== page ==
by [former member] | 01 Mar 2007 13:03 | London, United Kingdom | | Report spam→
I may, but it’s going to be a few years before I think of getting with an agency.

by [former member] | 01 Mar 2007 15:03 | | Report spam→
john, i checked the link and there is no requirement specified for BIO, statement, captions or any written material, at least i couldn’t find it… is that possible? what am i missing? not that i’m applying but it seems odd…

by [former member] | 01 Mar 2007 15:03 | Montreal, Canada | | Report spam→
Thanks john

by Cyril Bitton | 01 Mar 2007 16:03 | Paris, France | | Report spam→
Mustafah, you have some perspective on things, I would keep that, it will serve you well in the future.

by [former member] | 01 Mar 2007 16:03 | Chocolate City, United States | | Report spam→
I don’t think its a question of why Magnum has so few women photographers but rather, why arent women encouraged to be photojournalists within educational institutions, in society, etc. In addition, Magnum has several PROLIFIC women photographers, including Susan Meiselas, Lise Sarfati, Eve Arnold, Maya Goded. Maybe if women were encouraged to pick up their cameras more and welcomed into the field by men…things may change.

by Song Chong | 02 Mar 2007 16:03 (ed. Mar 2 2007) | New York, United States | | Report spam→
Hi Song! Nice to find you here.

In terms of the gender scale at Magnum, I think both Song and John Vink have points. After working in the New York office a little, the population does seem awfully stubbly. It would of course be an honor to be accepted to Magnum, but imagining the meetings makes me shudder.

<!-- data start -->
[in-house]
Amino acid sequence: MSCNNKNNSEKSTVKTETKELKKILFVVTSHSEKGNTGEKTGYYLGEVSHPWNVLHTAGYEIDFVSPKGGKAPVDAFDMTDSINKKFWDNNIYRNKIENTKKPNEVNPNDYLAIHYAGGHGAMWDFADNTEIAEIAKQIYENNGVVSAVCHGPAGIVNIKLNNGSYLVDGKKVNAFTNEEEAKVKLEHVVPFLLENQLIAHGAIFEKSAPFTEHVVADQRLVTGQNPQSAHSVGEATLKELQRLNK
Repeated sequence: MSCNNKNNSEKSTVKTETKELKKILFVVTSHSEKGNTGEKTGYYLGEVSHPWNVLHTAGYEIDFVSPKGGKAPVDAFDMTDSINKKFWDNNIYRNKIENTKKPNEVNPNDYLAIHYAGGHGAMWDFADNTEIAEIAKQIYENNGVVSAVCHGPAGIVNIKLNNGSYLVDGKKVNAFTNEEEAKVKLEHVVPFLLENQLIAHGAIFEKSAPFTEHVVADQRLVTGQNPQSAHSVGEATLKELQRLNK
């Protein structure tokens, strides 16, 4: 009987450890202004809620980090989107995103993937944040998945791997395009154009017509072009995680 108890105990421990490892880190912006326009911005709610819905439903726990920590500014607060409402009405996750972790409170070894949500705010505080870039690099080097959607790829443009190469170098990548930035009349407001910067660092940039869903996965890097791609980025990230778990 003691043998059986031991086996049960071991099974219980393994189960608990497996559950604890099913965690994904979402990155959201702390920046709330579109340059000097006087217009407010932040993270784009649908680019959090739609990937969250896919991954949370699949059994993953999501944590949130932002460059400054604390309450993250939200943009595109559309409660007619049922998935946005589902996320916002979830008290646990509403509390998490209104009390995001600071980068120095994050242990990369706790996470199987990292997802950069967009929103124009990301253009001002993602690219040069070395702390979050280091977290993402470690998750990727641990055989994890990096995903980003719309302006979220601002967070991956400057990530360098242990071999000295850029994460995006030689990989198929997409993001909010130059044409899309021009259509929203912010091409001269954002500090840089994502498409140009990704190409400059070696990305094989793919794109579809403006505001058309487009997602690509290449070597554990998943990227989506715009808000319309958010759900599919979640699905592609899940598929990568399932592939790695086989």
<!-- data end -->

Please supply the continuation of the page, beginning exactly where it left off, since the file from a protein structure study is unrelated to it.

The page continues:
Could it be that the Inge Morath award is a way of nodding to the gender issue while still keeping women out of the institution? just a speculation.

by Ida | 03 Mar 2007 04:03 | NYC, United States | | Report spam→
hummm…. I am too old for Magnum. And no bookd published, even those who sucks!

by [former member] | 03 Mar 2007 06:03 | Santiago, Chile | | Report spam→
Ida, the intention of the Inge Morath award is exactly to try and get women photographers closer to (the stubbly cheeks of) Magnum. The idea being that once they are closer they’ll keep “growing” and eventually apply for membership.

And if we have stubbly cheeks it’s because we cut ourselves when thinking about the meetings when shaving (male Magnum photographers shave wet)…

by [former member] | 03 Mar 2007 07:03 | Phnom Penh, Cambodia | | Report spam→
The number of women PJ’s in relation to men is incredibly small, it’s quite logical that the proportion remains the same in Magnum or AFP or Oculi or whatever. Encouragement has nothing to do with it IMHO, how’s the inside of a frat house compare to the inside of a sorority house?

I’ll probably apply to Magnum once before I die but not for a couple of years at least until I’m a stronger photographer.

by [former member] | 03 Mar 2007 12:03 (ed. Mar 3 2007) | Moscow, Russia | | Report spam→
The idea that Magnum might deliberately want to keep women out doesn´t sound very likely. I´ve never had any problems from male photographers because I´m a girl. Not one sneer, not one remark, nothing. I don´t know if I´ve just been lucky on this one, but I have never found it to be an issue.